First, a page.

And you do see President Biden's comments there all over the place, John. You haven't had any official reactions that yet one of the things that we're waiting for right now as we speak is a conference call with the Kremlin where we do expect that the Kremlin spokesman, Dmitry Peskov, is going to talk about that, as well.

However, you do have the Russians very constantly talking about the whole complex of possible use of nuclear weapons in the Ukraine conflict, really almost constantly.

It was quite interesting, because overnight, there were some comments made by the Ukrainian president, by Volodymyr Zelenskyy, that the Russians then interpreted as Zelenskyy calling for a preventative nuclear strike against Russia by NATO.

Now, that's by no means what Zelenskyy actually said, but that's the rhetoric that is now coming from Moscow. That's coming from Sergey Lavrov, from the foreign minister. Essentially, what the Russians are trying to do is they are trying to portray it as the West and Ukraine threatening them and then their sort of rhetoric about nuclear weapons being a reaction to that.

You'll recall, in the early stages, when the war started, Vladimir Putin came out and said that there had been some hostile rhetoric from -- from the West, and so therefore, he was increasing the nuclear posture of Russia's nuclear forces.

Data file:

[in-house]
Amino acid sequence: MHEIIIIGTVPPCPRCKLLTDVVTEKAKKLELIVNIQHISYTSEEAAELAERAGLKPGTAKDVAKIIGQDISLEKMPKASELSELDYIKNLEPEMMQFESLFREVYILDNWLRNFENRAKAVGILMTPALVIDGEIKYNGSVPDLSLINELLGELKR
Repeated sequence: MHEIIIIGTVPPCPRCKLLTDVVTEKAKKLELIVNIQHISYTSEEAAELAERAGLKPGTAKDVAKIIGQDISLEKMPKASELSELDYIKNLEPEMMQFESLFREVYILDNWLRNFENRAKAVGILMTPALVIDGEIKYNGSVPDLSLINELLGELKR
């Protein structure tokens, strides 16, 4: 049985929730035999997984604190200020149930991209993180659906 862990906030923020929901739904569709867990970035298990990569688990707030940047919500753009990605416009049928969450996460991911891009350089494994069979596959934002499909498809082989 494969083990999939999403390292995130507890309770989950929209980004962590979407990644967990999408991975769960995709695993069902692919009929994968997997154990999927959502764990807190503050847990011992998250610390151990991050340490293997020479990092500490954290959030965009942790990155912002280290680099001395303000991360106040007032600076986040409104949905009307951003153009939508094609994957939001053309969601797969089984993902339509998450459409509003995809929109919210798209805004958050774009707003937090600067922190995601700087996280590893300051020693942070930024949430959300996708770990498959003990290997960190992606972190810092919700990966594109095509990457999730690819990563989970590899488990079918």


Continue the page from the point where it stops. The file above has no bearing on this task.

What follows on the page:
And that's certainly something that we have seen very much over the past couple of weeks and the past couple of months as the conflict has been going on.

What we've also been doing, it's very important, we've been speaking to a lot of sources here on the ground in Ukraine about how they feel the threat is a possible use of nuclear weapons, tactical nuclear weapons, and they do believe that it is very high.

They do believe that, as they make further gains on the battlefield, that the threat of Russia possibly using these weapons are very high. It's something that they say is at the back of their minds, but it's obviously very difficult for them to prepare for something like that.

BERMAN: So Fred, as we look at the changing map of Ukraine behind me, you can see all these areas in yellow, or areas that Ukraine has retaken in the last several weeks, including, they estimate, 120 settlements in just the last two weeks. How have they been able to do so much so fast?

PLEITGEN: It's been -- it's been remarkable. And I think the Ukrainians, for their part, are also partially surprised at the -- at the pace that they've been able to take some of these areas back.